He was more mellow in terms of he had his door open. I’m not saying he didn’t have his door open at the Cowboys but it just seemed like he was more approachable and I think he had to do that because at the Tigers there was a lot of young guys and I think he wanted to go down to their level. He didn’t want to be seen as this authority, but more have that softer approach which was something he really worked on and was beneficial (for us) in the end.
SKANDALIS: > (Prince was) a cool head. He was a competitor and it worked out perfectly, Benji coming in and being such an erratic player. He needed someone to bounce off. He needed Princey. I think that’s why they worked so well. Benji had the freedom to do what he wanted to do when he wanted to do it and Princey’s had the experience and smarts to pull things back a bit when things got out of control.
PRINCE: > We recruited quite heavily. That first year (2004) I think we picked up six to seven new players in that off-season including myself, Scotty Sattler, Shane Elford, Brett Hodgson, Todd Payten, Pat Richards, so it was a building season for myself and the Tigers.
The Tigers seemed to be at the beginning of something at 2004 and the finals were the goal. Prince was an immediate success, playing his first full season as a first grade halfback and making his State of Origin debut.
PRINCE: > The 2004 season when I moved to the Tigers, I was a little bit homesick. I was sort of scratching my head to be honest, thinking ‘what have I done?”’.
Tim identified that as well, he basically said ‘how are you fitting in?’ and I said ‘yeah, all right’ and he said ‘mate I’ve noticed you’ve been walking around here kicking stones and I’m not going to stand in your way. If you want to go back to Queensland and go home, you can do that. But the choice is yours’.
I said ‘No, I’ve signed here for three years and I’ll see it out’ so he said ‘mate, pick your lip up and get your attitude in check and enjoy it. Do what I got you here to do’.
HODGSON: > There were a lot of challenges in 2004. We were right on the cusp of it. Benji was only just starting, he only played a couple of games. We were a very young squad and we just needed that year together to gel. Its important you take some time to progress as a team.
SKANDALIS: > We had to win two out of our last three games (to make the finals) and we just couldn’t get it. We got beat by Newcastle at the end and it was just heartbreaking. I remember Sheensy coming up to me after the game, cause I was devastated. That thought came into my head, this is far as I’m going to get. He came up and said we have to learn from this year and take it into next year and we’ve just got to work harder.
PRINCE: > For myself, it was the first full season I had where I didn’t miss any football and that really gave me the confidence. I thought, ‘f**k, I can do this. I can play a full season without getting injured. I can play a full season with no dramas, without looking over my shoulder and thinking someone is going to take my legs out or whatever’. That gave me the confidence to ham it up and spice it up the following year.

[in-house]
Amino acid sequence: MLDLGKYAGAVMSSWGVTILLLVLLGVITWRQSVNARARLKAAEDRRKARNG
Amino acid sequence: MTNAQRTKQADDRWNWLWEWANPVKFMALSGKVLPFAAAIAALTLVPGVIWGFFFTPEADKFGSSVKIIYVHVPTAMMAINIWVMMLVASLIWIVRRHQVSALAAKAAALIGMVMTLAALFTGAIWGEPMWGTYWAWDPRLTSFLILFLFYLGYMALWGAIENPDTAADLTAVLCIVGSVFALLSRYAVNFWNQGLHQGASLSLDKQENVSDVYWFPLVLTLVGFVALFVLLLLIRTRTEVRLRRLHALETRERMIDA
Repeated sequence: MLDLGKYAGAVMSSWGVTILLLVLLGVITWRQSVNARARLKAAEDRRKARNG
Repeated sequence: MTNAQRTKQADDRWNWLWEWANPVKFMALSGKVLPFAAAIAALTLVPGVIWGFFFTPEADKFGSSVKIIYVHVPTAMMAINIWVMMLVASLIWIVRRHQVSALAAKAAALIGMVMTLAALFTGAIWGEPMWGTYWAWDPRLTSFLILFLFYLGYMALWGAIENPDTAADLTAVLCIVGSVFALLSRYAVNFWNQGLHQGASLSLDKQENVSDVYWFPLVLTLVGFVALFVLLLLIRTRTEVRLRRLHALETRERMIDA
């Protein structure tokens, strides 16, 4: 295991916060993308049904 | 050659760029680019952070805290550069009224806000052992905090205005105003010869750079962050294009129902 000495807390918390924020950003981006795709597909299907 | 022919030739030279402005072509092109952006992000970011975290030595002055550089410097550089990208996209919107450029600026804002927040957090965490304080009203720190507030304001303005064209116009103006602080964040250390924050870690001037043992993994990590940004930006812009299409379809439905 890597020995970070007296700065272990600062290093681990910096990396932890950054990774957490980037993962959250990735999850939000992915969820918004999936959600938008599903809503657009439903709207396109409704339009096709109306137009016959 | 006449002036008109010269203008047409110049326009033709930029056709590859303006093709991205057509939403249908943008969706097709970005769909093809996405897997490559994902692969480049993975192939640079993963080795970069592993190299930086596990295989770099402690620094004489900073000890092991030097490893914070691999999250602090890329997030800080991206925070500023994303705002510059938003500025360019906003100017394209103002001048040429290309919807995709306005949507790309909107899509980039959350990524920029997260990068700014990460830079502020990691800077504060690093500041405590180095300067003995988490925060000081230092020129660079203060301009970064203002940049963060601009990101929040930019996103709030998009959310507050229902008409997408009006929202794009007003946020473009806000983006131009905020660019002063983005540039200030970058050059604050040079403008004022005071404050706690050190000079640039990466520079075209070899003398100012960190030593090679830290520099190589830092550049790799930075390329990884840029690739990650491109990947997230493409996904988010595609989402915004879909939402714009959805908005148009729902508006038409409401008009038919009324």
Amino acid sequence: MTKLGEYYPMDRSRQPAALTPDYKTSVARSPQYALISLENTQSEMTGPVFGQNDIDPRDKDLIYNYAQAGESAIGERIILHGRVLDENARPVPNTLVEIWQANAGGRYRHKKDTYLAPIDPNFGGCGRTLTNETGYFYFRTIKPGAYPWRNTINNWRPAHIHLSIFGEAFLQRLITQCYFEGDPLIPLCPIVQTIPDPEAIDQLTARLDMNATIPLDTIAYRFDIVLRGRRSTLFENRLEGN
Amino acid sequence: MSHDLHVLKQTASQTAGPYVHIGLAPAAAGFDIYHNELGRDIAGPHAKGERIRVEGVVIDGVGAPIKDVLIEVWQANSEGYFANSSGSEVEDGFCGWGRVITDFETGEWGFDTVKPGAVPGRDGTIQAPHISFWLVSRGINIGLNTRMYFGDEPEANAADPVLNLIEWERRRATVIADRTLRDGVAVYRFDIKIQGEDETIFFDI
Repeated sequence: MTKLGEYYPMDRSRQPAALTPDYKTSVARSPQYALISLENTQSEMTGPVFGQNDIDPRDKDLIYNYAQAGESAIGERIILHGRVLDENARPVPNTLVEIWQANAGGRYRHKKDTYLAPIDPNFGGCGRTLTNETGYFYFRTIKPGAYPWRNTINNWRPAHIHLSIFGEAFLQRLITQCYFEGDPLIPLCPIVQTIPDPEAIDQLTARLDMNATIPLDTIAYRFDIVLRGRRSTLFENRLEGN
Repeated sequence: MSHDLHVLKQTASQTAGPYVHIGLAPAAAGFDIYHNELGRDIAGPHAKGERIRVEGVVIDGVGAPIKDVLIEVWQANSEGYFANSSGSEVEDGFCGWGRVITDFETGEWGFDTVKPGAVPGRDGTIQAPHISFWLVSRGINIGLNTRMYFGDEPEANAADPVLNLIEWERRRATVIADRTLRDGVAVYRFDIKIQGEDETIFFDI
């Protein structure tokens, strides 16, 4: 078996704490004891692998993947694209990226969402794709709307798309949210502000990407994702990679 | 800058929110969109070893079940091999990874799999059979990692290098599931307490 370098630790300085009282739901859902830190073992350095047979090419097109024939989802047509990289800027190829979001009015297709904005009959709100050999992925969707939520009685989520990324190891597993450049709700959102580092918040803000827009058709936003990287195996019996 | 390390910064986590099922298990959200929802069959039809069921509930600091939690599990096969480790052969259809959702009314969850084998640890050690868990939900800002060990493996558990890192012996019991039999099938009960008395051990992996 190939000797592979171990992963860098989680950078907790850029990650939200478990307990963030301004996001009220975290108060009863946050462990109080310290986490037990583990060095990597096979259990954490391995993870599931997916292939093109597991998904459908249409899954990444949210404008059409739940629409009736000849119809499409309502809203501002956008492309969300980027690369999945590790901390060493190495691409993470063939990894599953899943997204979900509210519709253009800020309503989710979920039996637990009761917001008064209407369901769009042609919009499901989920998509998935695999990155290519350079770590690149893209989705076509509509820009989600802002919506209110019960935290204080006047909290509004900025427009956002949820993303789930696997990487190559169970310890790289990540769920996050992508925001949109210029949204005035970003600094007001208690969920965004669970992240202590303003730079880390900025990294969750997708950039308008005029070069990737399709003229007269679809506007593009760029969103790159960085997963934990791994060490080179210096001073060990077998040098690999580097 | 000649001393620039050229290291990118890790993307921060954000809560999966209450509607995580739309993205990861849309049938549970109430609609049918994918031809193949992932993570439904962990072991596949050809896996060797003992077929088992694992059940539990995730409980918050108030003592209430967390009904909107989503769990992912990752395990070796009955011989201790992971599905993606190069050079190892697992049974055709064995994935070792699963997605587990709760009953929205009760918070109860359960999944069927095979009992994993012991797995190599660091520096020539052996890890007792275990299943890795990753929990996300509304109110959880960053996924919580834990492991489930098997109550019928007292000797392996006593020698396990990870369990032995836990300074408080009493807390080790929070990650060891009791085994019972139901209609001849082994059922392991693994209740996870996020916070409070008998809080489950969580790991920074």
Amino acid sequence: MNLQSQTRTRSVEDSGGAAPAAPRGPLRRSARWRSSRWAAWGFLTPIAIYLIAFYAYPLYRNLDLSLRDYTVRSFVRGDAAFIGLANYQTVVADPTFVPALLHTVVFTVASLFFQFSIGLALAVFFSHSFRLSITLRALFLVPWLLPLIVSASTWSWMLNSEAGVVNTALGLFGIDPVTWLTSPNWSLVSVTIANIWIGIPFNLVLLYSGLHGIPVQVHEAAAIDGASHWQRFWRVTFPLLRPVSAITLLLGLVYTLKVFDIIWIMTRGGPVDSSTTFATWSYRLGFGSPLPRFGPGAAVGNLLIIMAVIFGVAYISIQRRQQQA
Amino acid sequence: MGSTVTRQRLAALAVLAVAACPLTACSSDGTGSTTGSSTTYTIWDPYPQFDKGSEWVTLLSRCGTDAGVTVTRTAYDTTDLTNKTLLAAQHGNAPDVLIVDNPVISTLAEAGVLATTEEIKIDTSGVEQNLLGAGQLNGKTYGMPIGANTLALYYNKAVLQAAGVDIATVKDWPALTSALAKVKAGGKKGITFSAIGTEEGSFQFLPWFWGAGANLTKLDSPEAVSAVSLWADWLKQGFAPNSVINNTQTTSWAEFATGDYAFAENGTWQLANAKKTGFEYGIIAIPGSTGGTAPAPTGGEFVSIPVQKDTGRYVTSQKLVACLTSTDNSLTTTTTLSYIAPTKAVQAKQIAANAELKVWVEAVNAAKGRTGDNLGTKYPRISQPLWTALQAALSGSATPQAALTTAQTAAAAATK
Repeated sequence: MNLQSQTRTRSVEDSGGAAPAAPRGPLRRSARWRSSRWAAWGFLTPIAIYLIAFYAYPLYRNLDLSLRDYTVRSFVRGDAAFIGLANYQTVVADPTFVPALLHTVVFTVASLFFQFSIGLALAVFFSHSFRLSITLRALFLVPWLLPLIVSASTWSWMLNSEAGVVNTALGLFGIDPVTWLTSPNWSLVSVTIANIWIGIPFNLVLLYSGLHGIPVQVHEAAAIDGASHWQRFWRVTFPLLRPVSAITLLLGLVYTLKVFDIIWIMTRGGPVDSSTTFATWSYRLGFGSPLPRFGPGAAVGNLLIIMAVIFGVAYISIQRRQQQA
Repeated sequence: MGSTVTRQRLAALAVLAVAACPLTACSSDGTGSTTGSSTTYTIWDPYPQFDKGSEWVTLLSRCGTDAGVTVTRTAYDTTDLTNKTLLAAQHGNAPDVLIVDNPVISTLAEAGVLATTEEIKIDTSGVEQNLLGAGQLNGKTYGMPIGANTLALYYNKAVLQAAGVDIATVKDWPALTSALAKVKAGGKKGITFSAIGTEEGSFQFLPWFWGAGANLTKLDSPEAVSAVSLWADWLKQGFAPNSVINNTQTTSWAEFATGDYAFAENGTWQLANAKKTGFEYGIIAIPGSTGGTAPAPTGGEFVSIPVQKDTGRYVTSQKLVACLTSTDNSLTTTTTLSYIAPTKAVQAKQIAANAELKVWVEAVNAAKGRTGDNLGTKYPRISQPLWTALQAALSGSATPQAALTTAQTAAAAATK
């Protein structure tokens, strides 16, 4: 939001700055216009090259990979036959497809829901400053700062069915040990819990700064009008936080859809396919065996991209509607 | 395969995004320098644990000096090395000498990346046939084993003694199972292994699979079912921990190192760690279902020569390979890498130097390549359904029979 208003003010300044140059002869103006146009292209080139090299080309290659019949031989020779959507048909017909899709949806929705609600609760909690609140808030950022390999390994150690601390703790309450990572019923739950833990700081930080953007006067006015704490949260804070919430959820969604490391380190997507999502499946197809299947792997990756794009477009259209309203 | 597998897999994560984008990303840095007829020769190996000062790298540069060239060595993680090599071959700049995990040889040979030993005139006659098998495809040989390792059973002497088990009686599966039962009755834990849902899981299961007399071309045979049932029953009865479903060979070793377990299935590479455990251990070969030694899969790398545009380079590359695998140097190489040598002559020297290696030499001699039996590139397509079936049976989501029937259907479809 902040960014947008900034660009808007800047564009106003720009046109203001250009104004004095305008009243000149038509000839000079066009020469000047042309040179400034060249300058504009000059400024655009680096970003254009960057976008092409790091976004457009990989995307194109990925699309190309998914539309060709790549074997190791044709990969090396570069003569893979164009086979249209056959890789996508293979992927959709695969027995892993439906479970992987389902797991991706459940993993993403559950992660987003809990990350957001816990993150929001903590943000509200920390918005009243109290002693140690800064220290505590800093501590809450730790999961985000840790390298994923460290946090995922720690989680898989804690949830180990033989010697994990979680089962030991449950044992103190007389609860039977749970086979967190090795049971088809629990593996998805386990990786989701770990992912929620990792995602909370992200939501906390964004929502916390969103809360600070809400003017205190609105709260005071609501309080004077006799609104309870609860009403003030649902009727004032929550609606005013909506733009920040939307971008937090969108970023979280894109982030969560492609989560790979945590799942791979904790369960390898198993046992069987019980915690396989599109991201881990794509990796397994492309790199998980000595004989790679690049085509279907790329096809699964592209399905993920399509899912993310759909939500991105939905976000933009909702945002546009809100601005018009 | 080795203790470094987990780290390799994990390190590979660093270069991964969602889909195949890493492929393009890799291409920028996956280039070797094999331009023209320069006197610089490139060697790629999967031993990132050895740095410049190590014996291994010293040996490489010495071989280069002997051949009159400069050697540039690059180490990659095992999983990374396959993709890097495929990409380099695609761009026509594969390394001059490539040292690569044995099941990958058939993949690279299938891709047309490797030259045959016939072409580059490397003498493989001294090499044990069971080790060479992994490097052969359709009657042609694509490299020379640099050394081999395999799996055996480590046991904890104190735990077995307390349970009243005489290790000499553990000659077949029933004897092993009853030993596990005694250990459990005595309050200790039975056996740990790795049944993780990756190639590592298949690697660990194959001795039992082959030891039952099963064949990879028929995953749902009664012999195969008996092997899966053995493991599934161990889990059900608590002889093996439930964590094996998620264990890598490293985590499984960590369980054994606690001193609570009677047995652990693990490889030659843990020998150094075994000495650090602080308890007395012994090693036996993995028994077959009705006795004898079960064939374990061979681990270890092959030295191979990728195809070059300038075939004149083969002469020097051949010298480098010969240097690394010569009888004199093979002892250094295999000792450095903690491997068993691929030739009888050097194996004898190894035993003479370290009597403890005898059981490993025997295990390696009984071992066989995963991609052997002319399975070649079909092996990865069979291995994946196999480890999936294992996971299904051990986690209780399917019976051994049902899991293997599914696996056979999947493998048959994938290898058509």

With the exciting young bloods and the recruits surrounding a core group that had been at the club since the merger – the likes of Skandalis and former Balmain forwards Mark O’Neill and Ben Galea – there was an expectation that if the Tigers didn’t make the finals in 2005 they never would.
The season did not start as they would have liked. An opening round defeat to Parramatta marked an inconsistent start to the season. An epic, last gasp 37-36 win over defending premiers Canterbury in Round 3 was an early highlight but halfway through the year the Tigers were struggling for consistency and were in 12th spot on the ladder after 13 rounds with a 5-7 record.
PRINCE: > In 05 I think it just grew even more and the type of relationship we had with the team, everyone had spent 12 months together and everyone knew what everyone was like on and off the field. That’s how it happened. Even through 05 there were times where we were like ‘f**k, we’re never going to win a game’. I remember we had the best pre-season and we came out first game and got our bums smacked. We had a bye Round 2 and that’s the worst possible bye ever.
HALATAU: > It is tough. Every team when they finish their pre-season thinks they’re a good chance of doing some damage because everyone works their butt off and every year every club is trying to get that little bit extra out of the boys and they train that little bit harder.
To come to the end of the pre-season and have an ordinary start to the year is tough but I think we’d developed a trust in each other by then; we’d been playing together for two or three seasons, so we were very familiar with each other.
LEEDS: > You’ve got to keep sticking to your basics. Stick to your plans and your systems. You’ve got to trust your systems. That’s where Sheensy was terrific, with a younger team he had so much experience behind him and he made the players believe that. You’ve just got to persist, persist, persist. If you don’t believe, it won’t happen.
PRINCE: > The relationship I had with Tim was if anything needed to get done from a coaching position I felt like I was the link between him and the team. If it didn’t get done, I felt like I let the team down and the coach down and that was something I took on-board as my job.